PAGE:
On May 1, Boat Refugee Foundation started a medical mission in Greek refugee camp Moria. Over 120 people came to the medical clinic with health complaints on the first day.

Situation worsens every day

Camp Moria, located on Lesbos, has been overcrowded since 2015. The camp was initially set up for around 2500 refugees, whereas the current number of inhabitants is approaching 7000. A daily average of 53 people arrive in the camp. There is a dire lack of sufficient facilities and health care.

“We notice the situation getting worse every day” tells Fons Strijbosch, medical coordinator for Boat Refugee Foundation. He has been on Lesvos for several months to prepare the medical mission.

No access to health care

The various aid organizations and authorities working in the camp meet nearly every day to discuss the situation. The organizations that are currently already offering health care in the camp work at full capacity. Despite that, there are hundreds of patients on a daily basis who do not have direct access to health care. With the dedicated help of volunteer doctors and nurses, Boat Refugee Foundation will from 1 May ensure health care during evening hours.

Safety for the team is our first priority

“We know the camp through and through because of our previous medical mission and our current psychosocial support mission”, says director Annerieke Berg. Tensions in the camp may rise quickly. It is incredibly important for all aid organizations to ensure well-functioning procedures and safety protocols are in place. Berg tells: “We will always do what we can, but the safety of our team is at all times our first priority.” The first medical shift ran smoothly. Over 120 people presented themselves at the cabin with health complaints. Around 100 patients were seen by the medics during the shift.

 

For more information about this article, please contact Margriet van der Woerd, press officer Boat Refugee Foundation: pers@bootvluchteling.nl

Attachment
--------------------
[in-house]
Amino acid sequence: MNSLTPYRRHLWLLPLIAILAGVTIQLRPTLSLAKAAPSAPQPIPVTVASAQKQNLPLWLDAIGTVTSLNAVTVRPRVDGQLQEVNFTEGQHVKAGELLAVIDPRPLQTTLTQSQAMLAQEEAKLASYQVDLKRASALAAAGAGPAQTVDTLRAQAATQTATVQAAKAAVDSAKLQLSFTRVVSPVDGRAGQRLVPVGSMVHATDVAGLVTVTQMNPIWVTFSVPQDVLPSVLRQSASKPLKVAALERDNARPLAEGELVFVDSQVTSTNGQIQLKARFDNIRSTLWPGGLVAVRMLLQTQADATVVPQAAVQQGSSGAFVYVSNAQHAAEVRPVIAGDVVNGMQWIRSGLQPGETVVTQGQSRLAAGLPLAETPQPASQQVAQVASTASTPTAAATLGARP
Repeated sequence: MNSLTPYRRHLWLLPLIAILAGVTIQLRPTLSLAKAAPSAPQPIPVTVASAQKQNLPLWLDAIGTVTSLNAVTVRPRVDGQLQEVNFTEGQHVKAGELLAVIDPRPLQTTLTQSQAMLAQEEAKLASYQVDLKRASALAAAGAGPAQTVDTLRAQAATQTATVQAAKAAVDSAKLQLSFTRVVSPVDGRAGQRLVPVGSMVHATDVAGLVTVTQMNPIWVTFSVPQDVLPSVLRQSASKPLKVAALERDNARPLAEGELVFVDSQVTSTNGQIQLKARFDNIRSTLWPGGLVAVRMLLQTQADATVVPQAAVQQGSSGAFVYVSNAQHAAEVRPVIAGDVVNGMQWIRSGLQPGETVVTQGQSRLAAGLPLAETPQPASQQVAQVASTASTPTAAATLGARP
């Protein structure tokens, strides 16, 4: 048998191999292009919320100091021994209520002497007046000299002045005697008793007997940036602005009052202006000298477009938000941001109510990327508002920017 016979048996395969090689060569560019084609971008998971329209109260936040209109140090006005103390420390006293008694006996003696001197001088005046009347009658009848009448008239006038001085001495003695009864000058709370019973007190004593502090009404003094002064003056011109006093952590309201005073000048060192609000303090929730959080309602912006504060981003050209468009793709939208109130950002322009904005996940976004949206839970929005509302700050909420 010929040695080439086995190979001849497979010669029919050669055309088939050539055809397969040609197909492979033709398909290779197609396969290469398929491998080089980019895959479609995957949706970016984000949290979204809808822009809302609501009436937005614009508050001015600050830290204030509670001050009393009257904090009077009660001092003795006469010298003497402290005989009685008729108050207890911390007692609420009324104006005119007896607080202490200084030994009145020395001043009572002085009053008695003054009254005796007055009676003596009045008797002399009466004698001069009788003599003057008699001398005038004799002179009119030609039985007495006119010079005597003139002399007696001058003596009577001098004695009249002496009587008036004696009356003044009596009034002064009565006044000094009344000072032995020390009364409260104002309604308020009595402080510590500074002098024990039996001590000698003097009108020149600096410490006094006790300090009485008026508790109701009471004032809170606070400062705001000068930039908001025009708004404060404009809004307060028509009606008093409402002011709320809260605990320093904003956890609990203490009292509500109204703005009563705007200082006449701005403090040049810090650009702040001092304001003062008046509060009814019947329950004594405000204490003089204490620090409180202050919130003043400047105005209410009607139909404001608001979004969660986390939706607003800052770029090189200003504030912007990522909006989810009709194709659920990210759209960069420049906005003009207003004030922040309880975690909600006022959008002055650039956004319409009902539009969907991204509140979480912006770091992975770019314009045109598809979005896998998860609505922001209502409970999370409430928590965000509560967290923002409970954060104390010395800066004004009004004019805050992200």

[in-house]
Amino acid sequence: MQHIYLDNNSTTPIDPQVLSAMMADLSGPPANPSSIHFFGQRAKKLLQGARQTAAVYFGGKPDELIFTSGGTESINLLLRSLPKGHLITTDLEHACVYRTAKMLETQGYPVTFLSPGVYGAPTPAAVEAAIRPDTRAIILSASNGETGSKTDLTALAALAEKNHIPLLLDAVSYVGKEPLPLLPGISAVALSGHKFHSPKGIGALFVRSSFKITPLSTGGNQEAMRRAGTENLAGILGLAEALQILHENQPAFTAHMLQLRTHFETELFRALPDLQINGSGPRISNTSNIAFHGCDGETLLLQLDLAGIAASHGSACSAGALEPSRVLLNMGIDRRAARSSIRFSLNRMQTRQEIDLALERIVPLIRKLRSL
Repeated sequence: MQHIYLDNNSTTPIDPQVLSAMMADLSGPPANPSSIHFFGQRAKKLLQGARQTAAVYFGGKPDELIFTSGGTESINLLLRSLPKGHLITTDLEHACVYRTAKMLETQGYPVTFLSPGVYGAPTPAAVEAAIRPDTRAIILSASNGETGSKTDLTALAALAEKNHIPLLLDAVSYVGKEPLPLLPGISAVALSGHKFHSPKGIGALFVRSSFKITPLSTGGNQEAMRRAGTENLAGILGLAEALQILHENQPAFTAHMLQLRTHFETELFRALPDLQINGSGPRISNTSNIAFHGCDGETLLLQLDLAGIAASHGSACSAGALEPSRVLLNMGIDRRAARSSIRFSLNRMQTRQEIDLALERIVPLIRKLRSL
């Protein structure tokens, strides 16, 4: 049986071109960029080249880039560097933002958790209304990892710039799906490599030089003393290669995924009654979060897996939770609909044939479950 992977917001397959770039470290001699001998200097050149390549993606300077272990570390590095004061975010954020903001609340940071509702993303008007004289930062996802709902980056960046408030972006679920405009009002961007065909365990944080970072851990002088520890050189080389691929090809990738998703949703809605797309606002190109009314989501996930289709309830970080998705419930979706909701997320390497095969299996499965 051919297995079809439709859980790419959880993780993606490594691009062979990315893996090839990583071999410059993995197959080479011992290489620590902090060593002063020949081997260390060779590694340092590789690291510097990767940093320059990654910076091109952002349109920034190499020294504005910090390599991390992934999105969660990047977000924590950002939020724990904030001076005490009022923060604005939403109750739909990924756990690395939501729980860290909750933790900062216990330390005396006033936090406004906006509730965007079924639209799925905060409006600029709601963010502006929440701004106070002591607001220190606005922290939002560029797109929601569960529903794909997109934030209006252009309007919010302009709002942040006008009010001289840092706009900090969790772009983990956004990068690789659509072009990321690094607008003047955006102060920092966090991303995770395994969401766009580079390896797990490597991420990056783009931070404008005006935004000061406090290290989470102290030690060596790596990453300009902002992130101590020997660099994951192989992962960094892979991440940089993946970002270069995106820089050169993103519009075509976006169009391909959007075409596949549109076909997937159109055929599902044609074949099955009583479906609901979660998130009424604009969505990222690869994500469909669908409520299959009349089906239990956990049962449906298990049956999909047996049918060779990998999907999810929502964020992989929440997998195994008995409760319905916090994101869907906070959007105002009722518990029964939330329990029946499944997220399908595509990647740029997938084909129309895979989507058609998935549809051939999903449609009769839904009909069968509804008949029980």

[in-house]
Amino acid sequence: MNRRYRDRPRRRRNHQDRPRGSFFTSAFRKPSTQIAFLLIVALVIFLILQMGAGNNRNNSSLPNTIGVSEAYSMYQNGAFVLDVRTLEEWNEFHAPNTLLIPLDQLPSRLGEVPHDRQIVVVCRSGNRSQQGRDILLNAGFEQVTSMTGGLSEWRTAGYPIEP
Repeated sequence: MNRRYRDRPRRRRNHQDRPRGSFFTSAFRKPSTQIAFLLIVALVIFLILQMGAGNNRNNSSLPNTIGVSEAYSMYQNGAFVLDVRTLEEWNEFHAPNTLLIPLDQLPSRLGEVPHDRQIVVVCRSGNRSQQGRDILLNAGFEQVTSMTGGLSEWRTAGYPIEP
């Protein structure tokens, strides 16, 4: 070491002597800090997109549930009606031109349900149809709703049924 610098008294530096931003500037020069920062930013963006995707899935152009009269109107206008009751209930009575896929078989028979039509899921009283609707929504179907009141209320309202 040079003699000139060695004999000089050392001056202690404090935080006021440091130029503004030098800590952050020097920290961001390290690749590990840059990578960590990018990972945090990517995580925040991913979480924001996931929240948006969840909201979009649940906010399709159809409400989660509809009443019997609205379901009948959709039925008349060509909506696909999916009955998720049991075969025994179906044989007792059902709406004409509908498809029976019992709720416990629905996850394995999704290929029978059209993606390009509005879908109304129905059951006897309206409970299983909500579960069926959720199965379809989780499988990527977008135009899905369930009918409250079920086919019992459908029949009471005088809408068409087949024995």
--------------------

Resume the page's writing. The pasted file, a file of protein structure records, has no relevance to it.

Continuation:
Photo: Willem Lemmens

 

Mustafa (7) beats Moria, without hearing

A colleague of the foundation told me several weeks ago about a mostly deaf boy at the school in Moria who depicted a bomb explosion; most likely the cause of his handicap. Immediately I felt sorry for him. Even with all of your senses working well, it’s hard to get by in this camp. Everything is new, chaotic, dangerous. I thought about how eerily I found it to sleep in a new place with earplugs in. Without sound, it’s hard to get a complete picture of your surroundings. And what if there’s danger? Your ears can’t warn you! This boy is put into new (threatening) situations with new people all the time and he can never take out his earplugs. I felt a mild wave of panic. He must feel so lost, I thought.

Until I met Mustafa (7) in person. It’s a Monday morning at the school. I want to help him with some math, but I only have be distracted for a short time and he’s already finished. And boy, does he know how to communicate that. Big eyed, he pulls my sleeve and furiously points to his paper. This is the first, but certainly not the last time I see the strength in this child. I gets to me. And it makes me curious: what is the story behind this little lion?

I decide to find his mother to look into this. This was one of the most special days of my life. I would like to share it with you.

Proud parents